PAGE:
How could a Majorana fermion exist?

  • #1

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Acoording to the internet, majorana fermions are particles which its antiparticle is itself. But shouldn't particles and antiparticles annihilate each other? Then how could such particle exist or being predicted?
 

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  • #2
Demystifier
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The photon is also its own antiparticle, yet it doesn't prevent its existence. One photon or one majorana fermion will not annihilate with itself. The annihilation requires two photons or two majorana fermions put sufficiently close to each other, which is not so easy to achieve.
 
  • #3
vanhees71
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Well, you can (in principle) annihilate two photons by, e.g., the QED process ##\gamma+\gamma \rightarrow \mathrm{e}^+ + \mathrm{e}^-##, which is the time-reversed process of usual electron-positron pair annihilation. I'm not sure, whether this is observed already with free photons. Of course, it's easy to observe it with a "virtual photon", i.e., scattering of a photon at a heavy nucleus in the reaction ##\gamma + A =A + \mathrm{e}^+ + \mathrm{e}^-##. That's usually done in the introductory physics lab.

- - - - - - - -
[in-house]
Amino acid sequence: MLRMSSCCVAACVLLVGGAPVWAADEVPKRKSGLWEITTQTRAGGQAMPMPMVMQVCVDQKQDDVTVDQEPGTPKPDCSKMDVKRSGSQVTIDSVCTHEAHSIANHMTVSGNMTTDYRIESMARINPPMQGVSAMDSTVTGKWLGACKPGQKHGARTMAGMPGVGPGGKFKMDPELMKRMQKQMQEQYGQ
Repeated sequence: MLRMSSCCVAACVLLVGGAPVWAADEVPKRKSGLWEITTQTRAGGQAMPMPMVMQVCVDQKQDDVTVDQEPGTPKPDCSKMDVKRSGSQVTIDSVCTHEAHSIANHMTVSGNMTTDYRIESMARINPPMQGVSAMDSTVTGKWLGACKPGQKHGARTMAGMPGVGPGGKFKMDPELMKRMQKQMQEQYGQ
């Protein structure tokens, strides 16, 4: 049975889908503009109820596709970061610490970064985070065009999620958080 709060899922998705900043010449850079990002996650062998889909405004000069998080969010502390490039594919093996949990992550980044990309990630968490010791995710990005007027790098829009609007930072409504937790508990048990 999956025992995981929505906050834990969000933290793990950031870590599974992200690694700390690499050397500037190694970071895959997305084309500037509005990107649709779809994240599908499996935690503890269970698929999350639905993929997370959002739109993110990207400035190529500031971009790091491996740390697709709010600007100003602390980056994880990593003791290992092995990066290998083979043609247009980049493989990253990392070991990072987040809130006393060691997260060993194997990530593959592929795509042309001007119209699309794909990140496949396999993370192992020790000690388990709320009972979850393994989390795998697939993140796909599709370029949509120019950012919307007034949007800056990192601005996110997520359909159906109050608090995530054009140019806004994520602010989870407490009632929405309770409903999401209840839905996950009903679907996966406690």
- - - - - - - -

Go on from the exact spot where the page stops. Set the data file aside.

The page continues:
• #5
vanhees71
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Do you mean electron capture? Potassium-40 indeed decays both by the usual ##\beta## decay, i.e., ##\mathrm{K} \rightarrow \mathrm{Ca}+\mathrm{e}^- + \bar{\nu}_{\mathrm{e}}## or by electron capture ##\mathrm{K} + \mathrm{e}^- \rightarrow \mathrm{Ar} + \nu_{\text{e}}##. This is, however a process due to the weak interaction. It has nothing to do with pair annihilation or the inverse process (two photons to an electron-positron pair) discussed above.
 
  • #6
Do pair annihilations completely convert a type of particle into another type?
For example, if electron-positron pairs annihilate each other, are their masses completely turned into photons or something will be lost during the process?
 
  • #7
vanhees71
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All reactions strictly obey energy-momentum conservation. The usual pair annihilation example is indeed ##\mathrm{e}^+ + \mathrm{e}^- \rightarrow \gamma+\gamma##. In this process all relevant conservation laws (energy, momentum, angular momentum, and electric charge) are of course fulfilled exactly.

In relativistic physics we understand the energy to contain always also the rest-energy due to its mass. A particle of mass ##m## with three-momentum ##\vec{p}## has an energy ##E## given by the relativistic energy-momentum relation
$$E=c \sqrt{m^2 c^2+\vec{p}^2}.$$
For a photon this holds true too, but a photon is (as far as we know) massless, i.e., then we have ##m_{\gamma}=0##.
 

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